You've backed up
for still more? I assume you have read Parts 1 and 2 as otherwise
this Part 3 will be incomprehensible. If not, here is a brief
reprise.
"So our fluid dynamics problem is to represent the
flow of air over a cliff or hill, on some sort of diagram.
This diagram will have lines on it, like contours, called
"streamlines": also, it will have a picture of a
cliff or hill. Think Stanwell Tops, Torrey Pines, or up past
General Cornpone on Mount Clarence.
We have a hill. It is outside of Esperance, in Western Australia,
which is one beautiful town, about as far from anywhere as
you'll ever get. It looks out over the Southern Ocean, so
windfarms and slope soaring are “de rigeur”.
The wind coming off the Southern Ocean has travelled a few
thousand kilometres over water to get to our hill. So it is
pretty smooth, no turbulence from trees, just the occasional
wake turbulence from a passing Albatross or Cape Barren Goose,
or blast of hot air from Horace, the farting Sea Lion.
So now we get a definition. The path the wind follows is
a "streamline". The same air remains in the streamline,
but it can go faster: its pressure and density can change,
but it is still the same streamline, with the same air.
End reprise. So we have the streamlines, coming off the
sea and climbing over the ridge. We also have the speed of
the air as it runs along the streamlines. Now it would be
interesting to know the pressure distribution as well, but
how do we get it?
Fortunately Edward R. C. Miles, a research mathematician
at The Johns Hopkins University at Baltimore, USA, 1950, felt
the need to publish a book called “Supersonic Aerodynamics”.
On page 13 of this book he has the SaintVenant and Wantzel
equation, which is a version of the Bernoulli Equation adapted
to adiabatic flow. The beauty of this equation is that it
relates pressure to velocity directly: ie, knowing velocity,
we can easily calculate the pressure.
For some mad reason he has it the other way around, ie, getting
velocity from pressure. In our work here, we have started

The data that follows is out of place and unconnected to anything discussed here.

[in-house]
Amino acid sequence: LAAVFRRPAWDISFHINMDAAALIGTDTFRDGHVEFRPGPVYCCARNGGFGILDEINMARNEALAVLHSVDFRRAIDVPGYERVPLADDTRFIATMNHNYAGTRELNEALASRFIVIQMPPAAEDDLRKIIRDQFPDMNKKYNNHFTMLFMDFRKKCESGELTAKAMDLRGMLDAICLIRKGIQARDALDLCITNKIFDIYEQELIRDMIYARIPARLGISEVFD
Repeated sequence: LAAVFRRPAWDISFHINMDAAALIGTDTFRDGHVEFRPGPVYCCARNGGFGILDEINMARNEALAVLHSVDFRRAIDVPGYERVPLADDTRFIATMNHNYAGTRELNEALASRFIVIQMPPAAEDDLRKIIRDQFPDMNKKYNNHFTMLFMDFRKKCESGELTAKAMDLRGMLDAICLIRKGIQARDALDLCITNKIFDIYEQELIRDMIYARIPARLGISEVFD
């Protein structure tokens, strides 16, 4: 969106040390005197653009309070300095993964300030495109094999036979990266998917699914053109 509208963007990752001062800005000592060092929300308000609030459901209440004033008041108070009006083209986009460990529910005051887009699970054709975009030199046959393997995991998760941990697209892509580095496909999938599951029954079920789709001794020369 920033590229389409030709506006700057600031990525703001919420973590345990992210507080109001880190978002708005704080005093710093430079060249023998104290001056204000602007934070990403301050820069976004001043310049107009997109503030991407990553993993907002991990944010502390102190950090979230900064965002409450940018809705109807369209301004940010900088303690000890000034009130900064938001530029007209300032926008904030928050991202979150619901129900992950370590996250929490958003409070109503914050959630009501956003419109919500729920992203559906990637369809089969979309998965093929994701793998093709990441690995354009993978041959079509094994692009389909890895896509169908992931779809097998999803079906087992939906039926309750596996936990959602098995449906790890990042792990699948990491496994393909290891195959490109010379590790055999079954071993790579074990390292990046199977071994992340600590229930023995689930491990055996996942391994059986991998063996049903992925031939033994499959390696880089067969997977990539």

with the flow flux and derived the velocity in the streamlines:
I guess if you were measuring airspeed using a pitot tube
his equation would have made more sense.
I’ll see if I can trick MS Word into letting me write
this equation out.
We have:
V = windspeed, m/s
^ means raise to the power of
y = the ratio of specific heats at constant pressure and
constant temperature, which has the value of about 1.4.
y is the Greek letter “gamma”
Po = the pressure in the air when the wind is not blowing
po = the air density when the wind is not blowing: units
are Kg/m^3 = 1.28. That’s right, one cubic metre of
air weighs 1.28 Kg! ? is the Greek letter “rho”
P = the air pressure in the flowing air, MKS units are
Kg/m^2
Don’t worry about this maths too much, I have entered
the equation into my computer and we can see the result below.
For the nonmathematically minded, here is a plot of the
streamlines, where the colours indicate the pressure bands
present in the streamlines. Look carefully and you will find
that the pressure at the bottom of the cliff is right up.
In fact, at the bottom of the cliff the wind has stopped.
This is called the "stagnation point".
This is just the opposite of the windspeed. What we find
is that when the windspeed is high, the air pressure is low.
Also of interest is the pressure at the maximum wind speed.
This occurs just a little back from the brow of the ridge.
At that point, the pressure is at a minimum. Right where you
want to stand while piloting your slope soarer!